HERNANDEZ: I think more it was because they were already semi-difficult to get before any sort of pandemic hit. And so the downward pressure that the pandemic put on the supply chain in general, it was hurting those.
Realistically, [for] the larger distributors, ... the demand was sort of all over the map. And so you had manufacturing sites and supply chains that said, "I don't know what to ship you in what order." The reason being is that the larger distributors across the U.S. said, ... "We're allocating 75% to 90% of our trucks for beans, rice, milk, bread. If you have a specialty food item, if we have room at the back of the truck, you'll get on."
The other piece to that is that the stockers at the store level, we're also then told, focus on staples first — and if you get to these things, then put them on the shelf. So that's why we need to see demand sort of equilibrate, and then the supply chain will have a better idea of what is it that we're supposed to do and how are we supposed to do it.
If there is some sort of difficulty with a particular ingredient, how long does it generally take to show up?
HERNANDEZ: Depends on the shelf life of the product and how much product was in [the] system already. But generally speaking, 90 to 180 days, you'd start to see that kind of flesh out.
The theoretical [belief] is that there's still a lot of specialty foods still in the pipeline and waiting to be stocked, six to nine months will really start to be the indicator of, "Where do I need to pivot my manufacturing the most right now?"
So, in theory, we could be at a point where this whole thing is a memory to consumers, and yet there are shortages of a lot of things they might want because of these issues that played out during the pandemic?
HERNANDEZ: I think the bigger thing is it concentrated or magnified things that were already there. Food deserts across the U.S., we kind of magnified that because it was hard to get food there, and it was already difficult to make sure that there was a diverse supply there. This just exacerbated that issue. ...I'm not picking on the meat industry, but ... the top four to five animal protein providers in the U.S. control 70% to 75% of our market. Whereas if you look at the E.U., the top 15 producers, or the top 15 animal protein brands, only make up 20% of the total.
As the meat industry has sort of absorbed mom-and-pop slaughter facilities or anything like that, they've concentrated and aggregated those assets into larger and larger manufacturing sites. That's where you sort of see the pinch on the animal protein side of things.
Has there been an increase in trying to source ingredients domestically?
HERNANDEZ: Yes. ...There needs to be a pivot and an apology back to the American farmer and we need to look at what we can repatriate. The bigger issue you have right now, ...if you look at what the administration is looking to do to China, which is raising tariffs again and adding taxes and all that, that's great for the American farmer and for everything they're trying to do, as long as China continues to commit to fulfilling their contracts with the American farmer that they already had in place.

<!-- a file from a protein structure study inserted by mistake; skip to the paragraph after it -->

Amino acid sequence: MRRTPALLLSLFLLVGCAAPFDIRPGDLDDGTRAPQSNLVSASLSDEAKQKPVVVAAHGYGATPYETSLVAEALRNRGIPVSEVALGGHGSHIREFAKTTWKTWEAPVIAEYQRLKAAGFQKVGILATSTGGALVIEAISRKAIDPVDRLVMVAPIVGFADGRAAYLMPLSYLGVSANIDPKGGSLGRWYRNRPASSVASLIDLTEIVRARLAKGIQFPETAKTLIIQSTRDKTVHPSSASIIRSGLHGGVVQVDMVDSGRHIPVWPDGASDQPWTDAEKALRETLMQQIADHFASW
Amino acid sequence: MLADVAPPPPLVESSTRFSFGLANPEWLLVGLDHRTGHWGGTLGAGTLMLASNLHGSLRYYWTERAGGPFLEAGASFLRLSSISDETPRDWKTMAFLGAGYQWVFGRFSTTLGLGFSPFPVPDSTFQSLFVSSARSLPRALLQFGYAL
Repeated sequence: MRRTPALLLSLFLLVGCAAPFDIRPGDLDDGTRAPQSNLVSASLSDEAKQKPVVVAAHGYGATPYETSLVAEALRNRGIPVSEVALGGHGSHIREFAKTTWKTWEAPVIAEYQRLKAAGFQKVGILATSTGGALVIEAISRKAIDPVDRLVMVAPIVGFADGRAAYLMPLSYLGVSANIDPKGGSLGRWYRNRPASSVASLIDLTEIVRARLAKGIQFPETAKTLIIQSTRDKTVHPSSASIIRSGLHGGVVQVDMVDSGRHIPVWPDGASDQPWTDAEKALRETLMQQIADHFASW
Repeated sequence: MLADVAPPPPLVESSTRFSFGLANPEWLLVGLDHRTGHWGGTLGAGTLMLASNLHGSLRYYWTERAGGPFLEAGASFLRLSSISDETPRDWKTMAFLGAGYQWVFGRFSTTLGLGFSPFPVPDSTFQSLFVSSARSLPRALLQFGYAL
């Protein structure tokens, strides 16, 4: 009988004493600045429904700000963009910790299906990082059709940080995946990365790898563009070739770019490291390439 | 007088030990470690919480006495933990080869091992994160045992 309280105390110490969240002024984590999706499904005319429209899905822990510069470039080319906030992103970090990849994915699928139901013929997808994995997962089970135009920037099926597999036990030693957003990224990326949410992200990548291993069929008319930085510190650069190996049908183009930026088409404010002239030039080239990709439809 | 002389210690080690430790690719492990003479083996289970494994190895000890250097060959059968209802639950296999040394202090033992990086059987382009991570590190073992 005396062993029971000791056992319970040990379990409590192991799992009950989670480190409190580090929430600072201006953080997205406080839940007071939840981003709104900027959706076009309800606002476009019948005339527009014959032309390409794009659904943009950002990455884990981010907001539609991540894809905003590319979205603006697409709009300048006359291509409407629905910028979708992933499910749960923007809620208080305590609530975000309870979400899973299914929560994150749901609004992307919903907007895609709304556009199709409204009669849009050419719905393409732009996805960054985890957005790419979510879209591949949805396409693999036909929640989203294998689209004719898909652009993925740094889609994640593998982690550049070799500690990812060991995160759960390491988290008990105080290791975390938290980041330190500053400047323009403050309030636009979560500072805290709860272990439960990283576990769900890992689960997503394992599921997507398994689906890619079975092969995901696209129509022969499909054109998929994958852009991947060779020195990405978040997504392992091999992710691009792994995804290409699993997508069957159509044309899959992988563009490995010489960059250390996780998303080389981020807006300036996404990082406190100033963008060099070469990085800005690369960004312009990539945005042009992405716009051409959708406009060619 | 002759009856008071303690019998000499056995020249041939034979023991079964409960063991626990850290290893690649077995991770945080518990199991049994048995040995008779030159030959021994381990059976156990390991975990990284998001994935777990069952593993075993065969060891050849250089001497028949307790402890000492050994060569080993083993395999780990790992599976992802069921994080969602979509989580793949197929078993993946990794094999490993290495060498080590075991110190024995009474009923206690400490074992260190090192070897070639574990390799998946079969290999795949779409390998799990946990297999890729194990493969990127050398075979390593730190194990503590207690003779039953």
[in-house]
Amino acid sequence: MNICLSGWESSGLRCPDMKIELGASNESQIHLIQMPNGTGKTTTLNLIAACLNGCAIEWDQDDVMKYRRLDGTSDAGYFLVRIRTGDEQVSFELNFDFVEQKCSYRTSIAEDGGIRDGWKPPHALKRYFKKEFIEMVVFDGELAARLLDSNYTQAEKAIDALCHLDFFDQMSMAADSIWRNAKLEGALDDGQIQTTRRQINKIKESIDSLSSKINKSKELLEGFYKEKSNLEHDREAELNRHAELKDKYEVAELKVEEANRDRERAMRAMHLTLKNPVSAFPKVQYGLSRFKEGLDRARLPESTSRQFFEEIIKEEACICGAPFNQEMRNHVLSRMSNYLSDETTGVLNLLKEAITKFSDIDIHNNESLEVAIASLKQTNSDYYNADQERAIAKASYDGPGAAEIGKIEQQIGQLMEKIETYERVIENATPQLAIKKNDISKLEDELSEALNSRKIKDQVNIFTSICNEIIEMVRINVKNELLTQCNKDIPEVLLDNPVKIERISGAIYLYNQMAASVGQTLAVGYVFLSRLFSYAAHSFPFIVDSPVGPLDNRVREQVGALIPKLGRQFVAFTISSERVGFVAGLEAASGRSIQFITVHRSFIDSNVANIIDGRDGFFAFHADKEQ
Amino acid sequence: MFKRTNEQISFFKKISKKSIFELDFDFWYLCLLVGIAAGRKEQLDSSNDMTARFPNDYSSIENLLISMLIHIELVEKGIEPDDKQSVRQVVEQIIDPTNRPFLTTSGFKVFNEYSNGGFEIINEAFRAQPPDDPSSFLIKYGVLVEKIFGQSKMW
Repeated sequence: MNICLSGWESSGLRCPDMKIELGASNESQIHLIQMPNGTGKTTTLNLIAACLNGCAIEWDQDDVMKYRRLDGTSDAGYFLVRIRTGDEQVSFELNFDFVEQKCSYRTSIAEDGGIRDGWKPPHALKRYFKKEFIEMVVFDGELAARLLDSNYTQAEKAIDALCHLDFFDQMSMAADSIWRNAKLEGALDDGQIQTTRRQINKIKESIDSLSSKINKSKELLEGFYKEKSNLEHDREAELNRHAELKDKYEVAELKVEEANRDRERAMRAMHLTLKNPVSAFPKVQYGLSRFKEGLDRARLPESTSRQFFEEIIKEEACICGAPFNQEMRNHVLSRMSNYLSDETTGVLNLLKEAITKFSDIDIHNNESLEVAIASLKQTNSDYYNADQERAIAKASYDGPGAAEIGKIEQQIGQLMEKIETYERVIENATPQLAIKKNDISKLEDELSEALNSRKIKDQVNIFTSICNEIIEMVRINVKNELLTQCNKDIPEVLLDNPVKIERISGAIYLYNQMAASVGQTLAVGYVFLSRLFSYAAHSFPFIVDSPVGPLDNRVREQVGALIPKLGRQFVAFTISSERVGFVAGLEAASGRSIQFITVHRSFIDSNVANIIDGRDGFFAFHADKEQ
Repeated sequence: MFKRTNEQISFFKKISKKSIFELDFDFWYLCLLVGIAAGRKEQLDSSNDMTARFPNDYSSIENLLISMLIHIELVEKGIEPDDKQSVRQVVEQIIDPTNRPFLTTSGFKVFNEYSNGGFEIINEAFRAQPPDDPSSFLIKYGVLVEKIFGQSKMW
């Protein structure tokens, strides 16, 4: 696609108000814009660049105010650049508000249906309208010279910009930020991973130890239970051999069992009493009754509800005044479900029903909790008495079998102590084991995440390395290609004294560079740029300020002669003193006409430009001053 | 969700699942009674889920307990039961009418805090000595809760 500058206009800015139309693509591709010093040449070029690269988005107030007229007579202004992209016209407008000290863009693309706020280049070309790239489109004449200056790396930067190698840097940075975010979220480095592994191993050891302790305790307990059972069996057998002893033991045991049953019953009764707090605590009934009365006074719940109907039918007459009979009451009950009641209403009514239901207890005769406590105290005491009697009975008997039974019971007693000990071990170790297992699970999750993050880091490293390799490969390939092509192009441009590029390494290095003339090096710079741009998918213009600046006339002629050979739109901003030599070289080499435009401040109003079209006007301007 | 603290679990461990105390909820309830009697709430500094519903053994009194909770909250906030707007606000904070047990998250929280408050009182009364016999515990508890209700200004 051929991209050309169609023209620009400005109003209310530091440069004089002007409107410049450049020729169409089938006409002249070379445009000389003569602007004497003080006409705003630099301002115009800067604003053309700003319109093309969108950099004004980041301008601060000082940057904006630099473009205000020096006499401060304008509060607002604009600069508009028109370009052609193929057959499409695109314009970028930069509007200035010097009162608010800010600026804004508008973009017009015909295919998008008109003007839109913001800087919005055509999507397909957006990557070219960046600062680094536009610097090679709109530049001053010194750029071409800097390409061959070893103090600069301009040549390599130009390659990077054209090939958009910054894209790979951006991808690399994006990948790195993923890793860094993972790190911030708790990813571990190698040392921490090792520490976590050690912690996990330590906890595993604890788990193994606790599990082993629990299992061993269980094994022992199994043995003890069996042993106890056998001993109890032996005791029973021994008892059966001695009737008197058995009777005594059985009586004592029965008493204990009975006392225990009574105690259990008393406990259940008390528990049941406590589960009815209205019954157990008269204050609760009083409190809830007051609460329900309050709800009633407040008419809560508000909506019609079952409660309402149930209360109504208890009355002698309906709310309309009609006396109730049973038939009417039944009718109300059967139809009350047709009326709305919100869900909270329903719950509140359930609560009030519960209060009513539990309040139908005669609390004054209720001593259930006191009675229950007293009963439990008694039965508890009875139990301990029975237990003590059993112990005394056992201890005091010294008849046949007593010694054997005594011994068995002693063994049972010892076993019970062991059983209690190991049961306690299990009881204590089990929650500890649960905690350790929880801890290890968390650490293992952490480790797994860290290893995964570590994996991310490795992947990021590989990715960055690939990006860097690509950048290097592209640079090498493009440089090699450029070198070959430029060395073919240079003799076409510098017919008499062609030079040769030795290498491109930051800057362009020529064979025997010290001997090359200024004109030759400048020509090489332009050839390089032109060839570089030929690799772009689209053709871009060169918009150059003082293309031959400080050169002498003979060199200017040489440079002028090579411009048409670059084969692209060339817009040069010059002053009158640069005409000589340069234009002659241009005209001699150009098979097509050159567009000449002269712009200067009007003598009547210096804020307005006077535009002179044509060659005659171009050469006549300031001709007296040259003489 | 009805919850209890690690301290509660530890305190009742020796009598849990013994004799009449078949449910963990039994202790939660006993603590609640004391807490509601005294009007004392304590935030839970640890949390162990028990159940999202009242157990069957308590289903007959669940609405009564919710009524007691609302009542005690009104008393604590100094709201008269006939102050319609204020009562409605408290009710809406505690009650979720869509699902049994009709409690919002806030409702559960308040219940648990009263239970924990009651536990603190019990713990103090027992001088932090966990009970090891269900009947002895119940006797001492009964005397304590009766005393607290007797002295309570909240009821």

Even if I started today, repatriating manufacturing will take seven to eight years. ...I really think that there needs to be a hard look at what we can do with our economic partners in Mexico and Canada, whether it's economic exchange rates or whether it's cheaper manufacturing or access. You go to Mexico, you get a whole access to a South American supply chain that you really didn't have here in the U.S. They have the ability to pull levers that we don't. Not that we can't, but they can pull them quicker than me trying to do it stateside. There's FDA compliance obligations and USDA compliance obligations for me to bring on a new supplier. Whereas if that asset is already found in a partner that can bring it in through Mexico, then it's easier for me to pull that trigger much quicker.
Are there any entities that are likely to come out better — or possibly ahead — in all of the shuffling around?
HERNANDEZ: I think the ones that come out ahead, unfortunately, are going to be big CPG that have the money, the time and the resources to make that pivot.
"If the large CPGs ... in the U.S. stateside open up those channels, they don't just open up for the large CPGs. They'll help open it up for everybody else."
Co-founder, Whole Brain Consulting
But the nice thing is, if the large CPGs ... in the U.S. stateside open up those channels, they don't just open up for the large CPGs. They'll help open it up for everybody else. So the potential is there that yes, they will make the pivot quicker, but the hope is that a rising tide lifts all boats at that point. In which case, I have access to that same supply chain or the same opportunity. If they pivot to ... work through a broker, ... that broker will say, "Oh great, I have somebody that has demand for 70% of what I think I can sell. Awesome. I'm going to bring the extra 30% because I know for every large CPG that needs it, there's 10 small guys that I'm sure are looking for it." And so the hope would be that that opens it up for everybody sooner rather than later.